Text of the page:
• Branding opportunities for companies in the luxury goods sector – attracted listings of high profile companies such as Prada, Coach, Inc., L’Occitane and Samsonite
  • China’s position as a major consumer of energy, minerals & metals has attracted mining & natural resource companies
    • e.g. Swiss commodities giant Glencore International AG, Russia-based United Company Rusal PLC, Kazakhstan copper miner Kazakhmys PLC and Brazilian metals and mining company Vale S.A.
  • Vale S.A = 1st overseas company to list on HKEx in form of Hong Kong Depositary Receipts (HDRs). HDR listings allowed on Main Board (but not GEM)

Overseas listings

Issuer Country of Operations/Headquarters Country of Incorporation Sector Year of Listing Funds Raised (HK$ billion)
Glencore International plc Headquartered in Switzerland Jersey Natural Resources May 2011 77.75
RUSAL Russia Jersey Natural Resources January 2010 17.39
Mongolian Mining Corporation Mongolia Cayman Islands Natural Resources October 2010 5.81
PRADA SpA Italy Italy Luxury June 2011 19.23
Samsonite International SA Headquartered in United States Luxembourg Luxury Goods June 2011 10.09
L’Occitane France Luxembourg Luxury Goods May 2010 5.5
SECONDARY LISTINGS BY WAY OF INTRODUCTION

Vale SA

(HDR Listing)

Brazil Brazil Natural Resources December 2010
Kazakhyms PLC Kazakhstan United Kingdom Natural Resources June 2011
Coach, Inc (HDR Listing) United States United States Luxury Goods December 2011

Hong Kong’s markets

  • Main Board (“MB”) – caters for established companies able to meet its profit or other financial standards
  • Growth Enterprise Market (“GEM”) – caters for smaller growth companies, has lower admission criteria and acts as a stepping stone to the Main Board
  • The post-listing obligations of GEM and Main Board companies are broadly similar. Key difference – quarterly reporting is mandatory for GEM companies but only recommended for Main Board companies

Key Requirements for MB listing

  1. Suitability for listing
    • Must satisfy Exchange that applicant and its business are suitable for listing
  2. Operating History and Management
    • A Main Board applicant must have a trading record period of, and management continuity for, at least 3 financial years and ownership continuity and control for at least the most recent audited financial year

    Exceptions:

    • Under the market capitalisation/ revenue test, HKEx may accept a shorter trading record period under substantially the same management if the new applicant can demonstrate that:
      • its directors and management have sufficient and satisfactory experience of at least 3 years in the line of business and industry of the new applicant; and
      • management continuity for the most recent audited financial year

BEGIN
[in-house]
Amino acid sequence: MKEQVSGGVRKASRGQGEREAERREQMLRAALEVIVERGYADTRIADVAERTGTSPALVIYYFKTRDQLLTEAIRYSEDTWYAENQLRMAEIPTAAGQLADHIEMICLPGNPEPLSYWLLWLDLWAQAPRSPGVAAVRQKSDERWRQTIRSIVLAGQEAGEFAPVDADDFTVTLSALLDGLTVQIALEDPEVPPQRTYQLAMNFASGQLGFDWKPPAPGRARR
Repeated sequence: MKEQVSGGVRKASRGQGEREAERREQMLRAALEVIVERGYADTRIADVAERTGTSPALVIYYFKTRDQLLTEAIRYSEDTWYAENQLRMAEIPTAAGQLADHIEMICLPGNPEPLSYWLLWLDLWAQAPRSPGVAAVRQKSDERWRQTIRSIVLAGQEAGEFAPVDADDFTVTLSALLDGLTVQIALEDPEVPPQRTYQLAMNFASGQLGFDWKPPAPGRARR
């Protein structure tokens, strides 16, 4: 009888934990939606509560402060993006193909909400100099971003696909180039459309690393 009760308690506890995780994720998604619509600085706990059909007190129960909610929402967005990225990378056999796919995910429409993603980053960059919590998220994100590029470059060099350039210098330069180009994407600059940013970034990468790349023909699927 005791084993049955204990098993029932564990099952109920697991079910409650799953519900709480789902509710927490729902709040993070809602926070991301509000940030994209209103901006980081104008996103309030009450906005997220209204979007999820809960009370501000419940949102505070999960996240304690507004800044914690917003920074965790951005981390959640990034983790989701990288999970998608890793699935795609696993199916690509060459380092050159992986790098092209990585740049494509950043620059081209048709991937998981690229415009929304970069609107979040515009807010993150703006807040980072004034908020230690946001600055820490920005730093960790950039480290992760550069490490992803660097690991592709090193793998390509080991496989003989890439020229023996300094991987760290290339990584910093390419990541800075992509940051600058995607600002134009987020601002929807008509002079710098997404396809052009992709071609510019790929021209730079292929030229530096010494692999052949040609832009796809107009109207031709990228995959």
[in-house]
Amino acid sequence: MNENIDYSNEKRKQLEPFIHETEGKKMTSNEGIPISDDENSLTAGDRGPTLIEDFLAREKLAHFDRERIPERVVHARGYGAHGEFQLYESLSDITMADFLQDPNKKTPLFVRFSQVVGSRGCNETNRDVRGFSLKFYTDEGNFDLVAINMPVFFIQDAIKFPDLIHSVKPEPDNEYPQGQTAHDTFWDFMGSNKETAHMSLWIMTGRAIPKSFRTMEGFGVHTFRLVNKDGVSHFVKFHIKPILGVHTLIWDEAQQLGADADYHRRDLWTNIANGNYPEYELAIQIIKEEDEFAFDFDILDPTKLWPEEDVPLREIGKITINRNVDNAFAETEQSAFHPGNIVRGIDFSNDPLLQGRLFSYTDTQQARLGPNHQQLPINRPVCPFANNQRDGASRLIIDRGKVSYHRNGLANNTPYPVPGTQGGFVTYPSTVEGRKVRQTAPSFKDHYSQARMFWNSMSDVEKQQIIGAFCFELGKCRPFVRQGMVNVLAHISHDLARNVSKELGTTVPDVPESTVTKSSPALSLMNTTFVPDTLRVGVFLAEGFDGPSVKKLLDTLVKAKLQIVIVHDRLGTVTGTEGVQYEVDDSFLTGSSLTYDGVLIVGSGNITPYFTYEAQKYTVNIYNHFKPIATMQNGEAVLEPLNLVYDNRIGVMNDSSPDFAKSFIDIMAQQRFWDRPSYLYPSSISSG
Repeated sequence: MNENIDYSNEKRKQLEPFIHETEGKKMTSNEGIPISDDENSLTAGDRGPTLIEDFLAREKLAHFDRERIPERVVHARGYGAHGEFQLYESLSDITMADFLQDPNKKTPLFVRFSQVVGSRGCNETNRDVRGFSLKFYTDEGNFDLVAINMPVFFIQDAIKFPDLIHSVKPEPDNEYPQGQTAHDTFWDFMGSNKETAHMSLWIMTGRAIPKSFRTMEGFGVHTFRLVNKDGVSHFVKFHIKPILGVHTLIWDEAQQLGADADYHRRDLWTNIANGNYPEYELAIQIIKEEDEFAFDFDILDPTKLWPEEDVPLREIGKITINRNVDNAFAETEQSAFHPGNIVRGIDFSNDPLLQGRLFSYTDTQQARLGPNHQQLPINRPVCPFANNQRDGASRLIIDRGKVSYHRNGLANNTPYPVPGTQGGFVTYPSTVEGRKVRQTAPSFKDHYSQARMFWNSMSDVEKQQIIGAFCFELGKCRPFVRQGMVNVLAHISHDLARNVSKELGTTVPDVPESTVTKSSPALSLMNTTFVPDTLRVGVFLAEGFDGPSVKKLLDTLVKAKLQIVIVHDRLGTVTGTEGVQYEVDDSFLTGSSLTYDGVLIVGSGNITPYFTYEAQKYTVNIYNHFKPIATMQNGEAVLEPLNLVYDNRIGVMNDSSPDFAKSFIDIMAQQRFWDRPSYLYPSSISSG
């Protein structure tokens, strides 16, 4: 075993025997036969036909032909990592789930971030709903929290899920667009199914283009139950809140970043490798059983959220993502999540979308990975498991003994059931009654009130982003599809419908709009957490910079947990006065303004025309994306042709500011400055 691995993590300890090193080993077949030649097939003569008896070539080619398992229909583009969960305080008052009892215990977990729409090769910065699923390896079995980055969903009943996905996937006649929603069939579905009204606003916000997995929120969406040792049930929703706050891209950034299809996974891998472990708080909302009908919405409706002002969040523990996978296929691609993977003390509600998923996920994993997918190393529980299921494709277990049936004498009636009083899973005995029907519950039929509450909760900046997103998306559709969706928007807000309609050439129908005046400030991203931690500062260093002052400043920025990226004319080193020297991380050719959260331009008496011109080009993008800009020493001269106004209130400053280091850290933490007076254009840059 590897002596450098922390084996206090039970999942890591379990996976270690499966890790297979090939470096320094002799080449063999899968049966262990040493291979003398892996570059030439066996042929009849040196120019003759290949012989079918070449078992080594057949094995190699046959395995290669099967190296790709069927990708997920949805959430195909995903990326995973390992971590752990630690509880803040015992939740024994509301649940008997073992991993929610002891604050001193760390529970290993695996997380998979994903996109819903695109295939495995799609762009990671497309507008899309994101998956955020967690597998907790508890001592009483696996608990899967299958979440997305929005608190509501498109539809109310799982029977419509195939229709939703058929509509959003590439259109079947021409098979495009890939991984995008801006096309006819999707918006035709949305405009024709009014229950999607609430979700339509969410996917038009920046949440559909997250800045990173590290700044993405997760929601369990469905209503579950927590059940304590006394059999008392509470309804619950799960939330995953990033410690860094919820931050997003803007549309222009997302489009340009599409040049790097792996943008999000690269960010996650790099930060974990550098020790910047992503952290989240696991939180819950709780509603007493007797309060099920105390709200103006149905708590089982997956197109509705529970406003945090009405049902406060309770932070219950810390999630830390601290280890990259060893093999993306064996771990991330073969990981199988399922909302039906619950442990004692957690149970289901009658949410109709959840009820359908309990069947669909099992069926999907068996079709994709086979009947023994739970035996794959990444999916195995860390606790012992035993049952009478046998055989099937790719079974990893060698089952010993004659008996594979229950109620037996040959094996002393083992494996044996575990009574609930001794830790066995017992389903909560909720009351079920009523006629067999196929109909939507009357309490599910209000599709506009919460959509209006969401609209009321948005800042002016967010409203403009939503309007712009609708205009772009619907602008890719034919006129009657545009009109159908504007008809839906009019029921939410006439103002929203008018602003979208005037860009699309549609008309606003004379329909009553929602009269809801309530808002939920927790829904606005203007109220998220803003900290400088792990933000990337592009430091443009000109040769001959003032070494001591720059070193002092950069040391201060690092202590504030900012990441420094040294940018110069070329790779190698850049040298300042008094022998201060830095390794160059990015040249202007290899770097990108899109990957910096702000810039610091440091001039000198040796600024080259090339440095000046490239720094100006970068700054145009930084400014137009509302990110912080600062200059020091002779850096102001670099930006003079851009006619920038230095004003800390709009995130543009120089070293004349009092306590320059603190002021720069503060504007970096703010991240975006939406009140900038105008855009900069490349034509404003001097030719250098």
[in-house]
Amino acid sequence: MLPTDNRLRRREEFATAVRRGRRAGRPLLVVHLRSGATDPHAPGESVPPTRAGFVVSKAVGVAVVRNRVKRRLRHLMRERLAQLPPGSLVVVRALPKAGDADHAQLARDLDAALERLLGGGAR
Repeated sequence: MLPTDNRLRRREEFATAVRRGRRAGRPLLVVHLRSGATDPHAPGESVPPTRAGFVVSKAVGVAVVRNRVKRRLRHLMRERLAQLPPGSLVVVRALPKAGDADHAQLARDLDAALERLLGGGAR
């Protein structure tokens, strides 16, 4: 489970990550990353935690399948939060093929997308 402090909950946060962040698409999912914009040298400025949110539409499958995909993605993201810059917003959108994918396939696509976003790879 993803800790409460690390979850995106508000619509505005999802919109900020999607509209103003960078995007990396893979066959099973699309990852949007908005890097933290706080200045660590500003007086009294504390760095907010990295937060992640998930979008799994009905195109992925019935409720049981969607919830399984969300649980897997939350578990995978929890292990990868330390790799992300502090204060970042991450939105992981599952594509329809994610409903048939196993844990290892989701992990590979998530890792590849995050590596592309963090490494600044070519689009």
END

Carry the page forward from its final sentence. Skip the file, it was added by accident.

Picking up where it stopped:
3. Financial Tests – Applicants must meet one of the three financial tests:
    1. Profit Test * 2. Market Cap/Revenue Test 3. Market Cap/Revenue/Cashflow Test
    Profit At least HK$50 million in the last 3 financial years (with profits of at least HK$20 million recorded in the most recent year, and aggregate profits of at least HK$30 million recorded in the 2 yearsbefore that)
    Market Cap At least HK$200 million at the time of listing At least HK$4 billion at the time of listing HK$2 billion at the time of listing
    Revenue At least HK$500 million for the most recent audited financial year At least HK$500 million for the most recent audited financial year
    Cashflow Positive cashflow from operating activities of at least HK$100 million in aggregate for the 3 preceding financial years
    • For both Tests 2 & 3, only revenue from principal activities (not revenue from incidental activities) will be recognised. Revenue from “book transactions” is disregarded

    * Main Board Listing Rule 8.05(1)

    Financial Requirement Waivers for Mineral Companies

    • New applicant Mineral Companies can obtain a waiver from the financial tests if their directors and senior management together have > 5 yrs’ experience relevant to the exploration and/or extraction activity that Mineral Company is engaged in. Details of such experience must be included in the listing document
    • exploration for, and/or extraction of, natural resources account for 25% or more of the company’s total assets, gross revenue or operating expenses of it and its subsidiaries
    • Pre-production stage companies seeking a waiver must be able to show a clear path to commercial production

    Waivers for non-Mineral Companies

    • Exchange may also accept a shorter trading record period and/or may vary or waive the financial standards requirements for: